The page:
The judge said he was a 'sleeper agent' for Osama Bin Laden, waiting to carry out the next wave of terror against water reservoirs, stock exchanges and U.S. military academies.
On Thursday afternoon, a federal judge said Al Marri would still like to attack the U.S. but then the judge handed Al-Marri a sentence that will allow him out in as little as five years.
Federal agents armed with automatic weapons surrounded the United States courthouse in Peoria on Thursday afternoon for Al-Marri's sentencing.
Such firepower was necessary when you weigh the last words from a pentagon official about Al-Marri: that he is "a continuing grave danger to the national security."
In a Peoria courtroom Thursday, a stunning sentence for such a significant threat.
District Judge Michael Mihm disregarded the 15-year maximum sentence requested by prosecutors.
Judge Mihm instead credited Al-Marri for the 71-months he spent in military custody at a South Carolina brig, held as an enemy combatant.
The judge sentenced Mr. Al-Marri to a prison sentence of slightly more than 8 years, even though he believed that the 44-year old, admitted al-Qaida plotter was likely to re-kindle his al-Qaida relationships.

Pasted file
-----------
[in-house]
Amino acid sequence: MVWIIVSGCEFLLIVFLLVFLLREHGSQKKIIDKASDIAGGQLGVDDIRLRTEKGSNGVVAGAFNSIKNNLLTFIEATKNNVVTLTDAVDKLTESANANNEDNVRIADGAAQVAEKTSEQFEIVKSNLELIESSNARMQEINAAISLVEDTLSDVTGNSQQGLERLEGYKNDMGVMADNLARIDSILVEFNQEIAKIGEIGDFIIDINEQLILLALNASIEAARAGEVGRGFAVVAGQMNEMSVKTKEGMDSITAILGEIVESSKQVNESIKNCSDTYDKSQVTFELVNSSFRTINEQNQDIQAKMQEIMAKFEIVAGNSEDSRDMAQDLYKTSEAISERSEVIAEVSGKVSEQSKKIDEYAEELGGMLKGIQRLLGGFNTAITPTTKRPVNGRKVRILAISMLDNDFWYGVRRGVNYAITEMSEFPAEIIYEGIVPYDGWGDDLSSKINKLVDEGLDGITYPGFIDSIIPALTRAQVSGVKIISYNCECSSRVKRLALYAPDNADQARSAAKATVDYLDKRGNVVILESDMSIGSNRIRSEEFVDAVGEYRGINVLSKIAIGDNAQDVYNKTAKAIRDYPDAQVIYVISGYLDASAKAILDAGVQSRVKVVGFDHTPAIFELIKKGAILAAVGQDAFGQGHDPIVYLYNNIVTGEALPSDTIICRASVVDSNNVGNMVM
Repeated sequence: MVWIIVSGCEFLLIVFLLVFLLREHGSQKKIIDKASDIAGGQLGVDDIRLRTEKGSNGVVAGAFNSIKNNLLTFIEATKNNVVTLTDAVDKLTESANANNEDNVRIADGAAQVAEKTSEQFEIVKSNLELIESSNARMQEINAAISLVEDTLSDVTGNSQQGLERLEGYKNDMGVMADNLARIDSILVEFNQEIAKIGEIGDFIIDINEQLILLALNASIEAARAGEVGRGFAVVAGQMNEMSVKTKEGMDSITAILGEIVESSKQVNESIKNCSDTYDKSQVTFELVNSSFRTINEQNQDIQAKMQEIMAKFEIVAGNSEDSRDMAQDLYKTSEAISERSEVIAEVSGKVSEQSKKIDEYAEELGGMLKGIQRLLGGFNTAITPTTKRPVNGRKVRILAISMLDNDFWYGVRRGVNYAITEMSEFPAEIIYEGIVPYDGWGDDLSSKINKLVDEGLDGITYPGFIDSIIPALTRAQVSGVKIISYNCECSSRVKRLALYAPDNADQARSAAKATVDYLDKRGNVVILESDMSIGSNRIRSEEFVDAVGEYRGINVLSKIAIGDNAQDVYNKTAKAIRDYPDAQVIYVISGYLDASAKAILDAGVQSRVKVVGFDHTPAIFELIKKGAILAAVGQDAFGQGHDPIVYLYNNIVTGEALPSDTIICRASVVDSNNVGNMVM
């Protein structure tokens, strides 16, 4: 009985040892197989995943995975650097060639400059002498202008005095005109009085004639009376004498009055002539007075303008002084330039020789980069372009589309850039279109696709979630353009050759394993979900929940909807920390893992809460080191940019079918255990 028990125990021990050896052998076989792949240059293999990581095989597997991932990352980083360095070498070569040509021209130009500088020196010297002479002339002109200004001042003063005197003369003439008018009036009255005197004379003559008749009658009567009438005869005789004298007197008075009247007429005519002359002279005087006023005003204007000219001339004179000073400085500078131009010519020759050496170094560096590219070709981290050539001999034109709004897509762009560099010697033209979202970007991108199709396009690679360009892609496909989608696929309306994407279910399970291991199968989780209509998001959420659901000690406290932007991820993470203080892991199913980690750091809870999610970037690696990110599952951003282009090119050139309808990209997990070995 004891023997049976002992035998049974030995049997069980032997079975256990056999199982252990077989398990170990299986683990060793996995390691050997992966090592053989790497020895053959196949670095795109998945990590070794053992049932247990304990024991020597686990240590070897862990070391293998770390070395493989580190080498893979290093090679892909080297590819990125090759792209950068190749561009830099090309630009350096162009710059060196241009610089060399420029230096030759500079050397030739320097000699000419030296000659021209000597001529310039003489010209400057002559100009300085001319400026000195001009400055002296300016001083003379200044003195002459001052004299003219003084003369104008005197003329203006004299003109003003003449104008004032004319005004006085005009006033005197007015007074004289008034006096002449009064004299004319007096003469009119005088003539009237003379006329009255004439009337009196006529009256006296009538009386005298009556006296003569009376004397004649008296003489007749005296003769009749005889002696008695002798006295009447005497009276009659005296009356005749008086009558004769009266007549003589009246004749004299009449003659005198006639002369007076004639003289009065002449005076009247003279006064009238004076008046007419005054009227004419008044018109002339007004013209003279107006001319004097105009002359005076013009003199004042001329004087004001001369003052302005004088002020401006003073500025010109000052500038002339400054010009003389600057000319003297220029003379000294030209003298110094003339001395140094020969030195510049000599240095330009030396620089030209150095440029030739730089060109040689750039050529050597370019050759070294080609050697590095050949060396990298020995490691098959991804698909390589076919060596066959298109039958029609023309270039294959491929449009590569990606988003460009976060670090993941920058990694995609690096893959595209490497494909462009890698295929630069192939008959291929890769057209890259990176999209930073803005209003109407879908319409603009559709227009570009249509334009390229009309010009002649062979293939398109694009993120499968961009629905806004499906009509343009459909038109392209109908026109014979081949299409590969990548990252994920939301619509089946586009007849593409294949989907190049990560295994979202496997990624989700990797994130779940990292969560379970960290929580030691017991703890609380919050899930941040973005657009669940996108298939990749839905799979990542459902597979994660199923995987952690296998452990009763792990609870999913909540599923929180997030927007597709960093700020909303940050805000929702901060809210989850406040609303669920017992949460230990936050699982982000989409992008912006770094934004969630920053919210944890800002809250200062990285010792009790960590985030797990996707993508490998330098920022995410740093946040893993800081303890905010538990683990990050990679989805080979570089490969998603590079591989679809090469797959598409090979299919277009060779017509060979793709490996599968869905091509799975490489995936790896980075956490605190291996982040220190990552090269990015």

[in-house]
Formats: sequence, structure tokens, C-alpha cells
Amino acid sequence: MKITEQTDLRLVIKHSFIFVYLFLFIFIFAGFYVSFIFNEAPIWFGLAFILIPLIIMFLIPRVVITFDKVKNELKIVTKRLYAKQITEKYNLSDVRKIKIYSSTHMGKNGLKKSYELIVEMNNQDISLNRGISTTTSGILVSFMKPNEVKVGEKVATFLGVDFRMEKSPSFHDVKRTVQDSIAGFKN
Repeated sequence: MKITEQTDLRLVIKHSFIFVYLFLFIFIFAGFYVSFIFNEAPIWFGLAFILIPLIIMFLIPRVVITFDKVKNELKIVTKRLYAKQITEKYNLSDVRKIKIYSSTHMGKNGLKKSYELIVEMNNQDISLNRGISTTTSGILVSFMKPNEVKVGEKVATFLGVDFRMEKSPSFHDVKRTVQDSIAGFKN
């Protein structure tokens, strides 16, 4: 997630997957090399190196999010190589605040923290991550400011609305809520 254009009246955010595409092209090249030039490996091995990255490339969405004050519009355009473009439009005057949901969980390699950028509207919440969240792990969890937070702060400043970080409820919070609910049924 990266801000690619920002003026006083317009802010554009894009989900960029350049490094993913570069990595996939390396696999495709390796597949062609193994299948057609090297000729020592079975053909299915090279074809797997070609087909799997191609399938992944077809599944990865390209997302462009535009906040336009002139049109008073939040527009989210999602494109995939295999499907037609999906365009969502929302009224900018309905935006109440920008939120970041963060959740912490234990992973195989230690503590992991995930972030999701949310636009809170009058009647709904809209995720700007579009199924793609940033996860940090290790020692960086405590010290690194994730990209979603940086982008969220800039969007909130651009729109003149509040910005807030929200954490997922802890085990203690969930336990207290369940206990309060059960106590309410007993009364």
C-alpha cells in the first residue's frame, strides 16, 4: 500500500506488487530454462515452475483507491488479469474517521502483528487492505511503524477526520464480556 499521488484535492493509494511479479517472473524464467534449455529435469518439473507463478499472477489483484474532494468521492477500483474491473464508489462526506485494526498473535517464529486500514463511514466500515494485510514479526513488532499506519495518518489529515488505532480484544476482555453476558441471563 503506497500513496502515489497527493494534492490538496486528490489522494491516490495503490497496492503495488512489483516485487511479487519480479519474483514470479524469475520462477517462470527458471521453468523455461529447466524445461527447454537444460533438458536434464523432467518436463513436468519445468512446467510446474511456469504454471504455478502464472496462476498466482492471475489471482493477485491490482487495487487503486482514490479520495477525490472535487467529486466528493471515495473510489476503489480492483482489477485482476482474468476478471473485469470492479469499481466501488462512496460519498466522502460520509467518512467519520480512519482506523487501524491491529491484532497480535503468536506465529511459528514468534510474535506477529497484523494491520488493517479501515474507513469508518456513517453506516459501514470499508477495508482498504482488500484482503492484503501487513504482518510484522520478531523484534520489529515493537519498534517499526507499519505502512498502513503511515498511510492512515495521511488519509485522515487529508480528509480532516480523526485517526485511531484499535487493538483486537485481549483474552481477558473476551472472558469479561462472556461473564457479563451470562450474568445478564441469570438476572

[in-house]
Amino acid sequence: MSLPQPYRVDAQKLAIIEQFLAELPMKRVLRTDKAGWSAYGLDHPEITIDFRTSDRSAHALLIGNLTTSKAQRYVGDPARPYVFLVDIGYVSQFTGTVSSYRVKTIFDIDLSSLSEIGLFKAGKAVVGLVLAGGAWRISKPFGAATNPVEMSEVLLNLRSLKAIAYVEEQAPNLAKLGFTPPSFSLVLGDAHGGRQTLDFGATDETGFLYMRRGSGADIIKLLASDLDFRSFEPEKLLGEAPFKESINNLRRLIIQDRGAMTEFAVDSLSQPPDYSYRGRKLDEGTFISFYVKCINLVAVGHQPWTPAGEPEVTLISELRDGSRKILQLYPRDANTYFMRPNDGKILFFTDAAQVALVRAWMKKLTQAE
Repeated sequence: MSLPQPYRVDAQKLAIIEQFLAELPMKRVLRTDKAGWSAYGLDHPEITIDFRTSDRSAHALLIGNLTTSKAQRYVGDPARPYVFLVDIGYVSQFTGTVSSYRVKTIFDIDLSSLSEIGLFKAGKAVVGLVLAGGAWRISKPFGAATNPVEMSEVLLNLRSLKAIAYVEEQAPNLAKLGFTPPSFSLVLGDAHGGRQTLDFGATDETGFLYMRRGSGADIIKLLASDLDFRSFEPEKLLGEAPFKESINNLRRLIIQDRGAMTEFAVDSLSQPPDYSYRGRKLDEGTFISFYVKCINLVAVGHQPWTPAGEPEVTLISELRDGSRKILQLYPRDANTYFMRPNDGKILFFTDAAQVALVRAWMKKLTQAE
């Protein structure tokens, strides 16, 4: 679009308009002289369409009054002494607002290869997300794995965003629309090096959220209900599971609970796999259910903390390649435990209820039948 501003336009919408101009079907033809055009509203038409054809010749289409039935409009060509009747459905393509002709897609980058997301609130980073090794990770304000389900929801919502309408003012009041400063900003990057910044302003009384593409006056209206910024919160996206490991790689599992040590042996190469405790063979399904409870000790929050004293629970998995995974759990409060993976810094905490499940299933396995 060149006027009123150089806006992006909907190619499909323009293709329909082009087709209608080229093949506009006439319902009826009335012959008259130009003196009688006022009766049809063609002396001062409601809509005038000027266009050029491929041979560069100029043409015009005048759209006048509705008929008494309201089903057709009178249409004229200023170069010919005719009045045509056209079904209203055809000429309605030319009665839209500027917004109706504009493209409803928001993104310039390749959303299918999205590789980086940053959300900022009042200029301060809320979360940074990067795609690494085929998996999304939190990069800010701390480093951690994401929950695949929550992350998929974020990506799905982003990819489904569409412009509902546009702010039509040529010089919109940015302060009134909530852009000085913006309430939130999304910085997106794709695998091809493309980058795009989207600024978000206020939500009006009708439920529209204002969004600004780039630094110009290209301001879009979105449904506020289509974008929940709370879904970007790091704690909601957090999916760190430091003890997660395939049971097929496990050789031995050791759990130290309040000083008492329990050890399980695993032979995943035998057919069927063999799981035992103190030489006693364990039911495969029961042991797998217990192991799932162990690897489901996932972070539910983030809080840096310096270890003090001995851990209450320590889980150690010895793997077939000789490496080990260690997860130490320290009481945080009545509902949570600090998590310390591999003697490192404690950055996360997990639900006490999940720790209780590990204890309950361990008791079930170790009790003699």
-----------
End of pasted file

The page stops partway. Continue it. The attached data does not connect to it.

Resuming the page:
The Al-Marri family arrived in America at O'Hare Airport on September 10, 2001.
As the planes hit the World Trade Center towers the next day, they were in a taxi to Peoria where Al-Marri was to attend graduate level computer classes at Bradley University. He had received his undergrad degree there ten years earlier.
Federal investigators said they had a trail of records proving that Al-Marri had a more sinister assignment to bomb American landmarks in a second wave of attacks.
"He's not Bonnie or Clyde. That's the whole point. He is something very different. He's more like Osama Bin Laden," said Miller Shealy, Al-Marri prosecutor.
With his guilty plea and Thursday's sentence, we may never know why Al-Marri traveled frequently between Qatar, Saudi Arabia, Afghanistan and the United States or why his computer stored research on how to create large quantities of chemicals into deadly hydrogen cyanide gas.
In Al-Marri's Peoria apartment in 2001, federal agents also found more than 1,000 credit card numbers. Most had already been used in frauds and information about computer hacking and obtaining false identification.
There was also an oath written in Arabic. Translated into English, the oath said: "neither the United States nor anyone living in it will dream of security/safety before we live it in Palestine and before the infidel armies leave the land of Mohammed."